Utilizing classification systems like this is important, because it can go a long way towards making information searchable. Search is the key here — an organization can only learn if it has some way to find what it has already learnt. Normal keyword searches can tell you that a document (or a knowledge fragment describing that document or report) has a given keyword, but the more that you can provide classification context, the easier it is to identify not only a given document, but those that are related to it.
Additionally, each term that you add into the classification scheme provides a means by which you can better filter out irrelevant material. For instance, suppose that you wanted to find that presentation that you did for Megacorp, Inc. on the topic of selling your solar cell units to their division in Bangalore, India last year. If you can capture company, product line, location and time, then you’ve filtered out a huge amount of irrelevant information. You don’t need to remember which folder it’s in, and if someone else created materials supporting that, then you will have discovered new material that may be relevant.
This is another important aspect of knowledge management:
Knowledge does not exist independently — there is always a context in which information occurred, and by attaching that information to what is already known, your organization has learned something new.
This is the heart of semantics — it is a system by which you represent knowledge. When I talk about semantics here, I’m referring both to the process of classification (and the tools by which you can use that classification) as well as, more formally, the W3C Semantic Web standard, which is one knowledge system (there are others, but most agree on the fundamentals).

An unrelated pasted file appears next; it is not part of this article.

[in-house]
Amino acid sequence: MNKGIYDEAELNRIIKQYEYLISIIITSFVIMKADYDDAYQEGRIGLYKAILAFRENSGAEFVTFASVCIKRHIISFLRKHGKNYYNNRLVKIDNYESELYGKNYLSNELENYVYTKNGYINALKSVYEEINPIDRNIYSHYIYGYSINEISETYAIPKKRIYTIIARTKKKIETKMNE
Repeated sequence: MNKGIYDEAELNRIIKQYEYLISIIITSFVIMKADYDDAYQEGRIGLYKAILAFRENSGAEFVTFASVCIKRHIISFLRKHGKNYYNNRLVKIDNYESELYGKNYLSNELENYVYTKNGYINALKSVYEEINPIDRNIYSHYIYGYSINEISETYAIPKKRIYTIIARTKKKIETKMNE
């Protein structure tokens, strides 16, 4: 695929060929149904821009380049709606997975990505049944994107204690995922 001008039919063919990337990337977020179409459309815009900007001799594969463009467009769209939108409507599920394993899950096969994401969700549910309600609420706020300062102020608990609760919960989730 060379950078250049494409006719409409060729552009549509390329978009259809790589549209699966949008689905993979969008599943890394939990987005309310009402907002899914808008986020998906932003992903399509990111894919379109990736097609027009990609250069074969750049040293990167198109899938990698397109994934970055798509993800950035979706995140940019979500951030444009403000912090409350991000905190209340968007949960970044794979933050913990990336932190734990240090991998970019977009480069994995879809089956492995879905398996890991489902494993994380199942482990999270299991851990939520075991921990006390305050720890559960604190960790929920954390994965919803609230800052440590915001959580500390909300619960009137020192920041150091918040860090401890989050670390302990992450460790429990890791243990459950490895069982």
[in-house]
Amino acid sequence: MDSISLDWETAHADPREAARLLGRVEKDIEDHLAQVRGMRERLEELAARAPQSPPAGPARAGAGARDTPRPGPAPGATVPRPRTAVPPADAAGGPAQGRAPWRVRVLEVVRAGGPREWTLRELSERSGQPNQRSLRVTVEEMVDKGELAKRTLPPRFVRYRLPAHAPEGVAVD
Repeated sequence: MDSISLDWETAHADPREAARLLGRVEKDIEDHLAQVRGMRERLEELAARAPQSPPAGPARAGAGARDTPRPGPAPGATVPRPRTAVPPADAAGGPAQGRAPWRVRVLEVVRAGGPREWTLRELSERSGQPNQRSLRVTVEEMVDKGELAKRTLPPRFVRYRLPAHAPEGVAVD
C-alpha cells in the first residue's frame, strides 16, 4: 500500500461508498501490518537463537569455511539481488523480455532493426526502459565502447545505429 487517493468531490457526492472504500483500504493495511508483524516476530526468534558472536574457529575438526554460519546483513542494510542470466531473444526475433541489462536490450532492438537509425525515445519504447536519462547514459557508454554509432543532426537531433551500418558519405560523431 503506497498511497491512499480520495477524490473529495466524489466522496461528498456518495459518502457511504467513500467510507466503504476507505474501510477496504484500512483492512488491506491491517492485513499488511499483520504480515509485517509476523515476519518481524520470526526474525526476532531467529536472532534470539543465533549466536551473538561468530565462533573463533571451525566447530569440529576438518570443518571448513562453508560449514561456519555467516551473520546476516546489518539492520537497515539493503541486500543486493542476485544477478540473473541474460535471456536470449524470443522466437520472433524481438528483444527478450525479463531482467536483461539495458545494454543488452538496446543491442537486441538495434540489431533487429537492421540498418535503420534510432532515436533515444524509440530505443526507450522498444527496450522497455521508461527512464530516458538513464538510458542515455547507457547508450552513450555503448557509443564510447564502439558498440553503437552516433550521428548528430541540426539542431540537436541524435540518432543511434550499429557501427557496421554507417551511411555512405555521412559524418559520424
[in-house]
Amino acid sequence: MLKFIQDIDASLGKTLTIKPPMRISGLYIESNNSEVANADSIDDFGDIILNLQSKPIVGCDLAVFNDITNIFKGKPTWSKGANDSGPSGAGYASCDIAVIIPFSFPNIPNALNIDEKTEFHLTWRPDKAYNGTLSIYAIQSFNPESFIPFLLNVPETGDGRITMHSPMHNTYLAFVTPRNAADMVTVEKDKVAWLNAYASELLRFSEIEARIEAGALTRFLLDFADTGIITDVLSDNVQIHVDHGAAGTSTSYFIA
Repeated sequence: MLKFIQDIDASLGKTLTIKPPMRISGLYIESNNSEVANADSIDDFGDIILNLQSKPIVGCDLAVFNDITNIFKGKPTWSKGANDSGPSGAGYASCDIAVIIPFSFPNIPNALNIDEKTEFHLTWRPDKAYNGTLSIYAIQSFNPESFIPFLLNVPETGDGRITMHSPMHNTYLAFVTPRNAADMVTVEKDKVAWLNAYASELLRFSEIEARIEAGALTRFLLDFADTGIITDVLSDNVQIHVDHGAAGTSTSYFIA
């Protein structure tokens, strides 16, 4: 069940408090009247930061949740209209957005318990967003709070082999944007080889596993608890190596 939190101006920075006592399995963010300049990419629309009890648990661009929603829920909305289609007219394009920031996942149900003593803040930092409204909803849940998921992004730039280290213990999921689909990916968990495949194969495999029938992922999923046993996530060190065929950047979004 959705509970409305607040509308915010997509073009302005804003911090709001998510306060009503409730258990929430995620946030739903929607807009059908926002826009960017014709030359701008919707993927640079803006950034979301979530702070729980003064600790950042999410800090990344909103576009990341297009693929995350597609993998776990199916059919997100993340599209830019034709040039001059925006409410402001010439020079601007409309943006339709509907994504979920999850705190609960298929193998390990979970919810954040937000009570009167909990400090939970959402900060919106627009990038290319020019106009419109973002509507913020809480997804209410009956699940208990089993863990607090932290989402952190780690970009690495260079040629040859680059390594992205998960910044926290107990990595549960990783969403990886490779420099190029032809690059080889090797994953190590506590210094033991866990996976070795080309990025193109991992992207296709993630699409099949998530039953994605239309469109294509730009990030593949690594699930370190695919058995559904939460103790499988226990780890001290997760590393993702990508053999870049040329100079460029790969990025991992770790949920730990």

There are signs that formal semantics is making its way into digital asset management systems, metadata management and business intelligence tools. While it is only one part of artificial intelligence, semantics provides the tools to make reasoners possible — to look at information that has been collected by various means, and then make new conclusions — new facts — based upon this information.
One additional arena where semantics is becoming important is in the creation of abstracts. An abstract is a short summation of the important points of a given document. This is not for computer consumption but rather is intended for human readers. Such abstracts are created by computers that both perform enrichment of the content and that look at the structure to attempt to isolate the highlights of what was submitted. This is especially important for information that isn’t normally highly structured, such as email, commentary on blog posts, and similar streams.
The Importance of Post-Mortems